May 7 2020, 07.35
Fish are returning to Venetian canals, goats have taken to the streets of Northern Wales and Cynthia the pig now roams parts of Battersea Park with room to explore.
Internationally animals are exploring empty public spaces as part of lockdown life, but there are concerns the impact on conservation is not all positive.
Jamie Baker, a zookeeper at Battersea Park Children’s Zoo described how farmyard animals such as Cynthia now have free roam of the place as the zoo has become a ghost town.
Mr Baker said: “It’s very quiet. Our parrots are still talking away even though there is no-one talking back to them.”A skeleton staff means more work than ever as keepers juggle as many jobs as they can.
“One minute we’re poo-picking and the next we’re trying to write press releases,” said Mr Baker.
And with a lack of visitors comes a lack of vital financial funding. This is not an isolated problem as this trend extends to the largest zoos in the country.
Big players like ‘conservation powerhouse’ Chester Zoo are also feeling the pinch.
Chester Zoo’s Director of Collections Mike Jordan said: “From the animal management side, life has to go on when we’re closed. From our business side though, being closed is a disaster.”
Studies from Visit Britain have shown an estimated 8.42 million people visited English Zoos and Aquariums in 2018. The anticipated drop in visitors for 2020 will affect every organisation. Chester Zoo needs visitors for 97% of their annual income and the anticipated financial disparity is causing concern for their conservation mission.
This could mean pausing most of their 66 international projects, affecting everything from elephant behaviour studies in Malaysia to protecting the Ecuador Amazon parrot and its habitat.
Chester Zoo partners with the British and Irish Association of Zoos and Aquariums (BIAZA) who are concerned that a global lockdown could interrupt animals being reintroduced into the wild.
BIAZA’s chief executive officer Dr Madelon Willemson said: “We contribute to field conservation support, over 800 projects, and with zoos not getting our primary source of income, the support to these projects is going to be challenged.”
As well as breeding and conservation Dr Willemson is worried about the increased risk of poaching for items such as rhino horns, along with the missed opportunity to educate the public on these matters. Poaching remains an issue even though the majority of the world is under lockdown, as rhino horns are considered more valuable than gold.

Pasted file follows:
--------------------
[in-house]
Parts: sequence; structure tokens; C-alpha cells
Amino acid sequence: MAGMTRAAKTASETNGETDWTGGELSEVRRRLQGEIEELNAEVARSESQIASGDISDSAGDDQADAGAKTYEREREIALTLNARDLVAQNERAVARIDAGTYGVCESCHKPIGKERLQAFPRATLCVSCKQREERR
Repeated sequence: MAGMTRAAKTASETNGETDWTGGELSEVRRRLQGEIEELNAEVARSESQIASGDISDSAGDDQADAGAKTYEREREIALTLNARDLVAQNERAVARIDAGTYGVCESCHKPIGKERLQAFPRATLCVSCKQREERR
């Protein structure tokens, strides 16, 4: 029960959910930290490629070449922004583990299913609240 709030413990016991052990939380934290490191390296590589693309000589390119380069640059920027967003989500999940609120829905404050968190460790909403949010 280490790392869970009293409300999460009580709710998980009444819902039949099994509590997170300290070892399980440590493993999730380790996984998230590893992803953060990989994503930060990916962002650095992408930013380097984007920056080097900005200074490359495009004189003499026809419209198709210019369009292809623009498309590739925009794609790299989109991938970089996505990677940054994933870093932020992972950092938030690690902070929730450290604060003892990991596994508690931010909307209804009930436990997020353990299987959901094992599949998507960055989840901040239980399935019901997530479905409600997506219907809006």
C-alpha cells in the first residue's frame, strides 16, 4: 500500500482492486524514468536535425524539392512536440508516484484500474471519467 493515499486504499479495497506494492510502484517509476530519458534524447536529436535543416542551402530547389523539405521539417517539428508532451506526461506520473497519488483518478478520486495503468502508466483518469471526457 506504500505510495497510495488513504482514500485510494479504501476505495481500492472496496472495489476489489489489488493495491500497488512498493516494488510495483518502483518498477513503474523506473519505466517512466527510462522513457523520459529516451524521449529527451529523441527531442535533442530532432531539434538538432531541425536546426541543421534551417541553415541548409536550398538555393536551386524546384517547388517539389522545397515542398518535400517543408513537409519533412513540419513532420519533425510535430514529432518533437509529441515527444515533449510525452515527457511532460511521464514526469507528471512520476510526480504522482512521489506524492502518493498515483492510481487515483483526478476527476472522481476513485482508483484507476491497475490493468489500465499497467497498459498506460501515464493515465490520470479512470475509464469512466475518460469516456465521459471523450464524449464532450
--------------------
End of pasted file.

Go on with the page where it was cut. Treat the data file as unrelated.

Rhino 91, a South African non-profit emergency transport for rhinos, has reported incidents nearly every day since their lockdown started.
Mr Jordan added: “The lockdown tends to affect people who are acting legally, more than it does people acting illegally. So, we are concerned that some of the lockdowns around the world in Kenya, Tanzania and South Africa is leaving them open.”
In lieu of a cure for COVID19, traditional Chinese medicine (TCM) promotes the benefits of animal products such as bear bile. Many illegal methods used to obtain these materials are considered to be inhumane towards these animals.
Some TCM treatments have even been sanctioned by the Chinese government, and there are further concerns organisations like the BIAZA will struggle to influence governments towards sustainable behaviours while in lockdown.
Thankfully, online efforts mean that zoos can still educate the public on the risks that continue to threaten animals.
British Zoos are going online to educate the public on everything from breeding patterns, to protecting ecosystems from eradication.
Through this virtual experience families can learn about the work that zookeepers do behind the scenes, while continuing to engage with the public for life after lockdown.
The government has recognised the financial difficulties facing zoos and has said they will provide financial support to those across the country.In the meantime, the best thing the public can do is to donate to our local zoos, supporting their conservation work and ensuring the survival of many species.
Dr Willemson said: “If people want to do something, support a zoo that they love, or a species that they love, that is a great help.”
This can be through donations to ensure animals like Cynthia the pig are well fed, or via international animal adoption.
While we don’t know what type of world we will emerge to see, it would be a tragedy to see that this lockdown results in zoos closing or worse, the extinction of some species.